Capital punishment deprives condemned of human dignity

Allison Bolgiano

Early on Friday, Sept. 10, as most Whitman students slept or put in their final hours on homework, a few miles away Washington State murdered a man.

In its first execution since 2001, the state of Washington ended the life of Cal Coburn, a man convicted of raping, torturing and then murdering Holly Washa in a Seattle-area motel in May 1991. This execution also marks the state as the second in the nation, after Ohio, to use a one-drug instead of a three-drug cocktail to perform the execution. Whether the new method is considered “painless” has yet to be determined.

According to the Washington Department of Corrections, Coburn’s execution was carried out “humanely, professionally, and was dignified.” While the new drug may have worked smoothly, the state-sanctioned murder of a human being is anything but humane, professional, or dignified.

The essence of the death penalty is its frightening ability to dehumanize the condemned. Knowing that on a specific, ordained day unnatural forces will transform one from a functioning, very much alive human to a dead body amounts to torture. Amnesty International defines torture as “an extreme mental or physical assault on someone who’s been rendered defenseless.” While execution methods themselves are arguably painless, imagine the walk to the chamber. Imagine being strapped to a chair knowing that you will soon receive a lethal injection or electric shock. I imagine the act as a clear mental assault on the psyche of a person who has had years to contemplative and to dread this very moment.

“Professionally” is a jarring way to describe carrying out murder. It makes it sound rather like Washington is in the business of murder. As far as I am concerned, our government is engaged in the expensive business of murder. A monumental amount of resources go into executing a convict. The process of executing a person is several times more expensive than sentencing someone to life without parole and keeping them in prison for life. A death penalty case alone costs 70 percent more than a comparable non-death penalty case, according to a 2003 Kansas legislative audit. In Maryland, death penalty cases cost three million dollars, or three times more than non-death penalty cases.

These statistics hold true in Washington. In fact, Okanagan County, Wash. was forced to lay off half of its public health nurses and could not replace aging police equipment after footing the pre-trial costs of a death penalty case. For this, among other reasons, Washington should abandon the practice of capital punishment because it is not a desirable business to be in.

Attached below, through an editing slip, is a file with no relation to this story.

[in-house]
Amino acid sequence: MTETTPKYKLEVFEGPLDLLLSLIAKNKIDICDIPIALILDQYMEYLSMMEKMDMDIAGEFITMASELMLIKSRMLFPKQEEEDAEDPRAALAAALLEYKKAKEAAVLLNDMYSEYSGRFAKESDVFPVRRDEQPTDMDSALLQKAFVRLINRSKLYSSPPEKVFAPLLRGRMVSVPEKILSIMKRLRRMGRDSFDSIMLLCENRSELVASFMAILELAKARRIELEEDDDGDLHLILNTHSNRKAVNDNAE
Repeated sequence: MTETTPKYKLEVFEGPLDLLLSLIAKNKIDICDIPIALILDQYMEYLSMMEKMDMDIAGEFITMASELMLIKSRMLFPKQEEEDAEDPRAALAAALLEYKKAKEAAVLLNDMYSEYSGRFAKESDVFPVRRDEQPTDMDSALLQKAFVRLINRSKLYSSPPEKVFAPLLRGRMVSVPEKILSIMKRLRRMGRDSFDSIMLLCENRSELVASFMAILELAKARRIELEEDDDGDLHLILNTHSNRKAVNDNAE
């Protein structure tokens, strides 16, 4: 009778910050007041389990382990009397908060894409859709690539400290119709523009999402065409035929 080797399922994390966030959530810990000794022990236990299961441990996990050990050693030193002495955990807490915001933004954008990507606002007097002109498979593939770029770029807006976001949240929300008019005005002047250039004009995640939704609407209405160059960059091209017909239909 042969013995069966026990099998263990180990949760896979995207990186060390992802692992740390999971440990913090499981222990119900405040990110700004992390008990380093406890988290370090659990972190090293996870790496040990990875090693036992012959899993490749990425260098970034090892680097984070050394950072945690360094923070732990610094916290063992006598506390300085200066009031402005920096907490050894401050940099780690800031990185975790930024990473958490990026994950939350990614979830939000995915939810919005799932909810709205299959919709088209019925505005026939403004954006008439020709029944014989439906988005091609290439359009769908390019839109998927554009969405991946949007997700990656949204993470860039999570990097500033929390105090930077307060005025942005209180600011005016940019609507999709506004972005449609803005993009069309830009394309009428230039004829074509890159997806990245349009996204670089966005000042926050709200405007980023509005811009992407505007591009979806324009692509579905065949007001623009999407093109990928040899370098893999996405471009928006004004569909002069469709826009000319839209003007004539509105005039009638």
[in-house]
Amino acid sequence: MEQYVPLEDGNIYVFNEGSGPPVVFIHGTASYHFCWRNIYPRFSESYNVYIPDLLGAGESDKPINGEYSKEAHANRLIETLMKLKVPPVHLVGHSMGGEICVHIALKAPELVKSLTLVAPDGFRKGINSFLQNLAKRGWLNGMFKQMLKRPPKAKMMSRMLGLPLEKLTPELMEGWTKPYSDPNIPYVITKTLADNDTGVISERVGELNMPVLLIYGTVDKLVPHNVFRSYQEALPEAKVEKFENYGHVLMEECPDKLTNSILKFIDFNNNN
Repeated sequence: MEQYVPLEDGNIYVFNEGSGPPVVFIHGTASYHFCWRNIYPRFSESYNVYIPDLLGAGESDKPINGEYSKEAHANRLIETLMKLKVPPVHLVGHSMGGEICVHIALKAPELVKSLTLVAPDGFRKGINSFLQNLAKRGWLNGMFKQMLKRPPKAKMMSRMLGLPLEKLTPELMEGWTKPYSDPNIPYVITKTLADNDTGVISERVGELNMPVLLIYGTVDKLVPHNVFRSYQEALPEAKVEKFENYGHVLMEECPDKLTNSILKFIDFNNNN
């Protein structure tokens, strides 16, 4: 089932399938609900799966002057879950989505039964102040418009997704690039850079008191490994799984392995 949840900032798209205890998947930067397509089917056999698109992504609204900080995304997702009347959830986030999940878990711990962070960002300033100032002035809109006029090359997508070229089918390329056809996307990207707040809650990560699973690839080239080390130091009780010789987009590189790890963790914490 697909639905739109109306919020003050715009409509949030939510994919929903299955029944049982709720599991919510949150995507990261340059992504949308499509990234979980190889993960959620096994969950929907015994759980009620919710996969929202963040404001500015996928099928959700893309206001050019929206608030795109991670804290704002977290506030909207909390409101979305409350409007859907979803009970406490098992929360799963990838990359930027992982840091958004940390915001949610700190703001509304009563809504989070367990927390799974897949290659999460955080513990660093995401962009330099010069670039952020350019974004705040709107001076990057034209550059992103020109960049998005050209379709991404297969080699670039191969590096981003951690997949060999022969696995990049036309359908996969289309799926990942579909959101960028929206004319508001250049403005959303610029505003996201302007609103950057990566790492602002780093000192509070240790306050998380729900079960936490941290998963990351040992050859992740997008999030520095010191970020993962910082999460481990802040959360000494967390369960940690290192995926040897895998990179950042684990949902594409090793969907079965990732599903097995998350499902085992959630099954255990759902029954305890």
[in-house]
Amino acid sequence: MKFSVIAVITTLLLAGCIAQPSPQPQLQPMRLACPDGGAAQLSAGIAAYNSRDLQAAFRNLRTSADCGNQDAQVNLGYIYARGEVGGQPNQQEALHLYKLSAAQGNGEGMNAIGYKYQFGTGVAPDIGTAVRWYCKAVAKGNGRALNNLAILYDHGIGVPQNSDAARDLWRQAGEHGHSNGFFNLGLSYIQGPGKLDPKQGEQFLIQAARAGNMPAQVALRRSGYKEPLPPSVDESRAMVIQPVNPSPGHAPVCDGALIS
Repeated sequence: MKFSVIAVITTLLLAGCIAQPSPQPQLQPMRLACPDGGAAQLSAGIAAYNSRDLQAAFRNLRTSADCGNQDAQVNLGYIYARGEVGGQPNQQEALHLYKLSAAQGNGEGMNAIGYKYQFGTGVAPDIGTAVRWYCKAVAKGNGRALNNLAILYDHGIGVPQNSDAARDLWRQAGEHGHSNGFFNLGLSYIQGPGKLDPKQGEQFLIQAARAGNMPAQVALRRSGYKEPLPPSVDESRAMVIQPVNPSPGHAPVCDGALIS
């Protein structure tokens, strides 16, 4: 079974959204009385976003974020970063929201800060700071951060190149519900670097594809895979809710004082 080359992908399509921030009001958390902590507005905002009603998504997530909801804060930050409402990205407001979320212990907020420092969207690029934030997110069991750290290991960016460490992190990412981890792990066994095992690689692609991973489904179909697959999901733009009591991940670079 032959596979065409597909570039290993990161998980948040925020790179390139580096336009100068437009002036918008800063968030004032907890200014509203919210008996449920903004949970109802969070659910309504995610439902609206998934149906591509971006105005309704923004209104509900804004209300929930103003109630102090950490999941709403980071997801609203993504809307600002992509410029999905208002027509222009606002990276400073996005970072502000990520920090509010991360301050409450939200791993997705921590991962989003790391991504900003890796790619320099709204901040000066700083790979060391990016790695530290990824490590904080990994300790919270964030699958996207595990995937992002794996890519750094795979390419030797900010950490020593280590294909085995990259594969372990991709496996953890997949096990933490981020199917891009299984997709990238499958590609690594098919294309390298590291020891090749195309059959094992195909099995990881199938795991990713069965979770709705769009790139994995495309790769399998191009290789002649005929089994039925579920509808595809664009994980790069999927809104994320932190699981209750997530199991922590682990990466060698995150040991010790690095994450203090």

Executions are murder. Murder is never, ever dignified. In the words of death penalty abolitionist Sister Helen Prejean: “Any kind of punishment that degrades a defenseless human being and takes away his or her dignity is immoral.” Prejean’s words speak to me. Some death penalty supporters argue that the condemned deserve to be stripped of all dignity since they killed a person. However, Prejean is clear that robbing someone of their dignity is immoral since it violates everything that makes them human. I see no dignity or morality in a government which promises justice for all free of cruel and unusual punishments to strap a citizen to chair inject lethal poison into his veins.

No matter what the circumstances or how gruesome the act, taking the life of another human being is appalling. When a person commits murder, it is fair to be disgusted and outraged at this crime against the infinitely valuable soul of a human being. However, our outrage must be for the act. The moment we wish for retribution we are hoping for the very thing that initially brought us to a state of outrage. To execute a convict is to try to remedy a great loss with anger and violence. Washington should end the painful cycle of violent retribution.

The first step towards accomplishing that is to free ourselves from a mentality in which state-sanctioned murder is considered humane, professional and dignified. On every level–legal, moral, spiritual, economic and judicial–the death penalty is fundamentally flawed.

As much as I hope another execution does not happen while I am at Whitman, it is probable one will. Next time, I plan to give the person about to be killed by Washington State a shred of the dignity that is robbed from him by protesting the execution at the penitentiary. As long as the state destroys the humanity of others, we can utilize ours to show that retribution is never professional, humane or dignified.